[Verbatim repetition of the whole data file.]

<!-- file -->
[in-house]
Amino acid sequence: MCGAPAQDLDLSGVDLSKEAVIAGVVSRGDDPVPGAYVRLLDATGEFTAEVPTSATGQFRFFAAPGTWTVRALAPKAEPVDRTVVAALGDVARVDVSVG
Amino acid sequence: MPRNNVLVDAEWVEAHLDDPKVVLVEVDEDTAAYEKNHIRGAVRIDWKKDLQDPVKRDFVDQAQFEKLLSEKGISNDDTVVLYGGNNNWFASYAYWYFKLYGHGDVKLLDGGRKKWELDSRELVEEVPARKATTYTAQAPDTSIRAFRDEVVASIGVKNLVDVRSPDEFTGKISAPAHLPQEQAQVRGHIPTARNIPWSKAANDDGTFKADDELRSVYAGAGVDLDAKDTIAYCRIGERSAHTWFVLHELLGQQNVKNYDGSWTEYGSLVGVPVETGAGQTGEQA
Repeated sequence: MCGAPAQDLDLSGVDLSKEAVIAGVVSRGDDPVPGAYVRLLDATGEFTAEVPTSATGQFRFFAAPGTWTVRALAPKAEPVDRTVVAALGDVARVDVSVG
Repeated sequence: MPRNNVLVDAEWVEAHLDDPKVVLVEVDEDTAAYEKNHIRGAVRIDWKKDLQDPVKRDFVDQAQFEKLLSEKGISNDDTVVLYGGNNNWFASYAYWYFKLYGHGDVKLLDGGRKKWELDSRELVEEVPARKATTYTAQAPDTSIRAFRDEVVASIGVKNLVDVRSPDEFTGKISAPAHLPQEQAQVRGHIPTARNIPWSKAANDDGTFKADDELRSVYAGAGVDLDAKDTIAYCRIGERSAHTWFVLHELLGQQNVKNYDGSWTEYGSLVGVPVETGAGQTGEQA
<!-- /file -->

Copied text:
[in-house]
Amino acid sequence: MCGAPAQDLDLSGVDLSKEAVIAGVVSRGDDPVPGAYVRLLDATGEFTAEVPTSATGQFRFFAAPGTWTVRALAPKAEPVDRTVVAALGDVARVDVSVG
Amino acid sequence: MPRNNVLVDAEWVEAHLDDPKVVLVEVDEDTAAYEKNHIRGAVRIDWKKDLQDPVKRDFVDQAQFEKLLSEKGISNDDTVVLYGGNNNWFASYAYWYFKLYGHGDVKLLDGGRKKWELDSRELVEEVPARKATTYTAQAPDTSIRAFRDEVVASIGVKNLVDVRSPDEFTGKISAPAHLPQEQAQVRGHIPTARNIPWSKAANDDGTFKADDELRSVYAGAGVDLDAKDTIAYCRIGERSAHTWFVLHELLGQQNVKNYDGSWTEYGSLVGVPVETGAGQTGEQA
Repeated sequence: MCGAPAQDLDLSGVDLSKEAVIAGVVSRGDDPVPGAYVRLLDATGEFTAEVPTSATGQFRFFAAPGTWTVRALAPKAEPVDRTVVAALGDVARVDVSVG
Repeated sequence: MPRNNVLVDAEWVEAHLDDPKVVLVEVDEDTAAYEKNHIRGAVRIDWKKDLQDPVKRDFVDQAQFEKLLSEKGISNDDTVVLYGGNNNWFASYAYWYFKLYGHGDVKLLDGGRKKWELDSRELVEEVPARKATTYTAQAPDTSIRAFRDEVVASIGVKNLVDVRSPDEFTGKISAPAHLPQEQAQVRGHIPTARNIPWSKAANDDGTFKADDELRSVYAGAGVDLDAKDTIAYCRIGERSAHTWFVLHELLGQQNVKNYDGSWTEYGSLVGVPVETGAGQTGEQA